What is information entropy?

Recently I was thinking about a simple explanation for information entropy. So here you have the fruits of my labor.

Information entropy is best explained with information transmission in mind. Say one wants to transport as little bits as possible from a sender to a recipient to inform the recipient about a certain state the sender wants to communicate.

Traditionally we communicate in bits in technical fields, that is, one of two states in something. One could also communicate using more than two states in one something, but as the world developed in a way to favor one-of-two-state bits, we stick to this:

\[1 \; \mathrm{bit} = \begin{cases} \quad 1 \\ \quad 0 \end{cases} \quad \text{or} \quad 1 \; bit \in \{0, 1\}\]

Now let’s imagine the sender is a kid who wants to inform his friend using a tin can telephone about the state of his parents’ presence (them being in bed or not, so the friend (recpient) can come over).

What is the overall goal of transporting this information? Basically the sender wants to reduce the recpients uncertainty about when he come over without or with little risk of being detected. So, basically the uncertainty reduction is the inverse of an events/state’s probability.

We can easily see, that we only need to transport one bit here:

\[1 \; \mathrm{bit} = \begin{cases} \quad \text{parents in bed} \\ \quad \text{parents awake} \end{cases}\]

So there are two possible states here:

\[2 = \text{possible-bit-states}^{no-of-bits} = 2^1\]

The uncertainty of the friend of being detected or knowing about the kid’s house state is reduced by a factor of two, as there are two states, if we communicate one lonely bit. Remember the uncertainty reduction being the inverse of the probability? With the communication of one bit, the kid can inform his friend about the state of the house and reduce his uncertainty by two, which - assuming the friend knows about the two possible states of the house - would bring him down to certainty.

Now, let’s add the state of the kid’s sister, too:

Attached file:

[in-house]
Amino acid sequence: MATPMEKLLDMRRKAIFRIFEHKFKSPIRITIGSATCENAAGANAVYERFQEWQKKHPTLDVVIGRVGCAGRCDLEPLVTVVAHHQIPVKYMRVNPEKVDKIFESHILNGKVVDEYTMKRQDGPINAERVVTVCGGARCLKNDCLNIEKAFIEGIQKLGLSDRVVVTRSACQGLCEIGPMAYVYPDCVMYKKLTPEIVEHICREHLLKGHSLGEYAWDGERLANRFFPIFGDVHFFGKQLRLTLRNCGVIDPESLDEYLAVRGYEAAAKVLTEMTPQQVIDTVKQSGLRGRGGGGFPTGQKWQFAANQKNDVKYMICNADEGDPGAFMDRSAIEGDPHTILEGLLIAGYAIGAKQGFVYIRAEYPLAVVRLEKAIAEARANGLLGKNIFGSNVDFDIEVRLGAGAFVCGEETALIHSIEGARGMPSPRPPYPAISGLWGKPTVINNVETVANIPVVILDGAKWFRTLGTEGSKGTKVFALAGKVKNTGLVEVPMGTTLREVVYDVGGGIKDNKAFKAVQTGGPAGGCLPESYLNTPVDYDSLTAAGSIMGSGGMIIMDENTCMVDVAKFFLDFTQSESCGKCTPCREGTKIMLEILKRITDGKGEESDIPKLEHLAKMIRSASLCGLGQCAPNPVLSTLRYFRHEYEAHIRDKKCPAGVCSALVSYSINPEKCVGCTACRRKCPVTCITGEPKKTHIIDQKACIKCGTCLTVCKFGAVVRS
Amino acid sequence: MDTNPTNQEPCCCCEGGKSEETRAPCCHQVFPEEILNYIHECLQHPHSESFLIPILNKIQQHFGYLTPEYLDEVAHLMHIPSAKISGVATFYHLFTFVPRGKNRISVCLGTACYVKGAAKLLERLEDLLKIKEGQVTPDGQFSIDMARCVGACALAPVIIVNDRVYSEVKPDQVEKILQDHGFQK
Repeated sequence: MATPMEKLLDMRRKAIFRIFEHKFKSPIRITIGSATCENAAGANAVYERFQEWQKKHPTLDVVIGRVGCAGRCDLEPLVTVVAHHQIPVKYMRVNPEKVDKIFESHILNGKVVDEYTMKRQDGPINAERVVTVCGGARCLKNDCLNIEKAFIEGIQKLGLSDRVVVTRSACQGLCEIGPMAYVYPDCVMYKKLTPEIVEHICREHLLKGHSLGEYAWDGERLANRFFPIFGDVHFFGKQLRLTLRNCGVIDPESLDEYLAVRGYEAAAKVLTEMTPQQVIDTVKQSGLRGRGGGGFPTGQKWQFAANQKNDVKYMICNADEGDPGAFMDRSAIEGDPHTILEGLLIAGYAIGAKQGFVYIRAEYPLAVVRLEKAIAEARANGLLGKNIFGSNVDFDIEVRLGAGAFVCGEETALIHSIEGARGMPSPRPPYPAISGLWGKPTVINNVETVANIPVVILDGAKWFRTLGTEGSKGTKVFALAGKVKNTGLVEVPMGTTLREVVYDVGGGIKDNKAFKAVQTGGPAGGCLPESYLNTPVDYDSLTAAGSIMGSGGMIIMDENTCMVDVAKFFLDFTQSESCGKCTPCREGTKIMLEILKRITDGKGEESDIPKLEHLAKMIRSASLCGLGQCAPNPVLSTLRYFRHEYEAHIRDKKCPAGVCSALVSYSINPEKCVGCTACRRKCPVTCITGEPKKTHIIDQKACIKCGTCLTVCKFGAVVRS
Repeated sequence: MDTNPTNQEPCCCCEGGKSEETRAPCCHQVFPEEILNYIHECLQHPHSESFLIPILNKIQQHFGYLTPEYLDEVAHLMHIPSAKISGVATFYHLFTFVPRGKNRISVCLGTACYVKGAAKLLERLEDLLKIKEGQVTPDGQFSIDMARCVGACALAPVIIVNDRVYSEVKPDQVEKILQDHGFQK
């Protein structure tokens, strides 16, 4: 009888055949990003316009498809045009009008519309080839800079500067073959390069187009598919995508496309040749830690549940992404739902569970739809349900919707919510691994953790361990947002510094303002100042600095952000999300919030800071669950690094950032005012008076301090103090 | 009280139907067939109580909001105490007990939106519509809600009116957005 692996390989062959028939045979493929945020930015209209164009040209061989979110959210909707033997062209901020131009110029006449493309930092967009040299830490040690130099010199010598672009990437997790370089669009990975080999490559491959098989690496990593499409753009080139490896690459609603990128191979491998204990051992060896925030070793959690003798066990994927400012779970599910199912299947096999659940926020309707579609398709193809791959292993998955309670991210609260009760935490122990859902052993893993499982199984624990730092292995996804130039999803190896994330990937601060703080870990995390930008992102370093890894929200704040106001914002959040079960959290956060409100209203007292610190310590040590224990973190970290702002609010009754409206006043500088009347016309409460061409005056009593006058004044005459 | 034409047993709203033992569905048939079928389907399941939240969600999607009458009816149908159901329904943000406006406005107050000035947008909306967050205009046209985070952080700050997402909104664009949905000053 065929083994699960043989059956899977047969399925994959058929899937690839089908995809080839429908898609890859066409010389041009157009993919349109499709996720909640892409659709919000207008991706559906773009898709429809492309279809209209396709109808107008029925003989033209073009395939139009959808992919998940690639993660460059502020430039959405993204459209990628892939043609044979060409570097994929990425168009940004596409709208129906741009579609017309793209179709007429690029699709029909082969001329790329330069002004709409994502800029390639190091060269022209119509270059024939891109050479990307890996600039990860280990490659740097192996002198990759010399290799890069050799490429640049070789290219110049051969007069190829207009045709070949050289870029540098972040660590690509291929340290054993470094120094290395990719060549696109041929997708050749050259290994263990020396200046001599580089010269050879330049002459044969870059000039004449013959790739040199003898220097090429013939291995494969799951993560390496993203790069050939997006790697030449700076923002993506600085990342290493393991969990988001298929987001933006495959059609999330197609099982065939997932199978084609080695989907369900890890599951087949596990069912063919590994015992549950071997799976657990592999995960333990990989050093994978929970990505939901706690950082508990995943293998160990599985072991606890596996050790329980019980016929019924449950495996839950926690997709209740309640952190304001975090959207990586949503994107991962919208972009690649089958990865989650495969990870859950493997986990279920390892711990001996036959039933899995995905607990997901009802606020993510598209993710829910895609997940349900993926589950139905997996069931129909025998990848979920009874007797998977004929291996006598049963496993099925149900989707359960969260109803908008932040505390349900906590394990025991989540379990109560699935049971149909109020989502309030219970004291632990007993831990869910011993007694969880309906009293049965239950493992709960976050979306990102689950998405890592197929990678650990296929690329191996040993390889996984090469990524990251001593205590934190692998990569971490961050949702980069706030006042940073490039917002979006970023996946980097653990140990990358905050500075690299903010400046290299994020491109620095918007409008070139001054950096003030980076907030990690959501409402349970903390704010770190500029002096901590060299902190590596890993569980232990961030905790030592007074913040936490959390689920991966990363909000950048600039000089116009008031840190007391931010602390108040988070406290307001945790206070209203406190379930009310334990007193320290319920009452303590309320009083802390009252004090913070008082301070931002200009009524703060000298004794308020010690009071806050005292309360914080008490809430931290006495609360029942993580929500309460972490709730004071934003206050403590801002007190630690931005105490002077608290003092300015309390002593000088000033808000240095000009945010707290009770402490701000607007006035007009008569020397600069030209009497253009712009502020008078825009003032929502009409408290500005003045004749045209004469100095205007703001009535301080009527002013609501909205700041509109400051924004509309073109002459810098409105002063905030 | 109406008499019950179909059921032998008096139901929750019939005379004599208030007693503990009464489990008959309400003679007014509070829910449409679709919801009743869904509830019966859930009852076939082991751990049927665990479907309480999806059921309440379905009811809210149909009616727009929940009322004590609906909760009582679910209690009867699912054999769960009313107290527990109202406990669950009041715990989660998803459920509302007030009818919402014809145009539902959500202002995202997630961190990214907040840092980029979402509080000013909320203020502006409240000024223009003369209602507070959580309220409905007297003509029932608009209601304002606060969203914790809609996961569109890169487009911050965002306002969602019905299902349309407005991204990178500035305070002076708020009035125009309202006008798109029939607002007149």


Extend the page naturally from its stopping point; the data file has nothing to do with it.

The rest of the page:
\[? \; \mathrm{bits} = \begin{cases} \quad \text{parents in bed} \\ \quad \text{parents awake} \\ \quad \text{sister in bed} \\ \quad \text{sister awake} \end{cases}\]

How would we calculate the lowest number of bits to communicate this state? We have four states which are a combination of the list above and this is also our uncertainty reduction factor.

\[4 = 2^n\] \[n = log_2(4)\] \[n = 2\]

We would need two bits to transport the state completely.

By transporting these bits we can reduce the senders uncertainty. Shannon defined this uncertainty reduction as the uncertainty being halved per bit transported, completely independent of what the uncertainty was in the first place. And we just had the same line of thought while thinking this through.

This is best understood with two equally-likely states being available only. As in the example above:

\[\mathrm{state} = \begin{cases} \quad \text{parents in bed} \\ \quad \text{parents awake} \end{cases}\]

What if the probability of each state is now skewed because the mother usually goes to bed way later than the sender’s father?

\[\mathrm{state} = \begin{cases} \quad \text{20 % probability of parents being in bed} \\ \quad \text{80 % probability of parents being awake} \end{cases}\]

And the recpient knows about this bias.

How much bits do we transport now to inform the recpient about the state of the house?

\[n = log_2(p^{-1})\]

With $p$ being the probabilty of a state. Let’s start with the parents being in bed $p_{bed} = 0.2$.

\[n_{bed} = log_2(\frac{5}{1}) \approxeq 2.32\]

and the parents being awake $p_{awake} = 0.8$:

\[n_{awake} = log_2(\frac{5}{4}) \approxeq 0.32\]

Naturally one sees, that the uncertainty reduction is way higher with the information of the parents being in bed communicated compared to the information being awake being communicated as the parents being awake was quite likely in the first place.

Therefore, the float-point bits here can be interpreted as information gain on the recipients’ side instead of a real bit, which would be impossible to communicate.

So, how much information (gain) can the kid transport on average to his/her friend if they want to meet every evening?

\[information_{avg} = 0.2 \times 2.32 + 0.8 \times 0.32 = 0.72 \; \text{bit}\]

What we just computed is information entropy. 😉

Let’s formalize this a bit:

\[Entropy(\mathbf{p}) = H(\mathbf{p}) = - \sum_i p_i log_2(p_i)\]

Here we used that $log_2(p^{-1}) = - log_2(p)$. Entropy is the information gain the recipients gets when he learns about the kid’s house state each day. Or more generally the average amount of information that one gets when drawing a random sample from a probability distrubtion $\mathbf{p}$.

Hint: The information entropy is sometimes written more generally with $log(x)$ and not $log_2(x)$. Why can we do this? Because:

\[log_2(x) = \frac{log(x)}{log(2)}\]

as we usually are interested in entropy differences and this just divides the right side of the equation by a constant and it looks the same as the mathematical expression for “physical” entropy in statistical mechanics.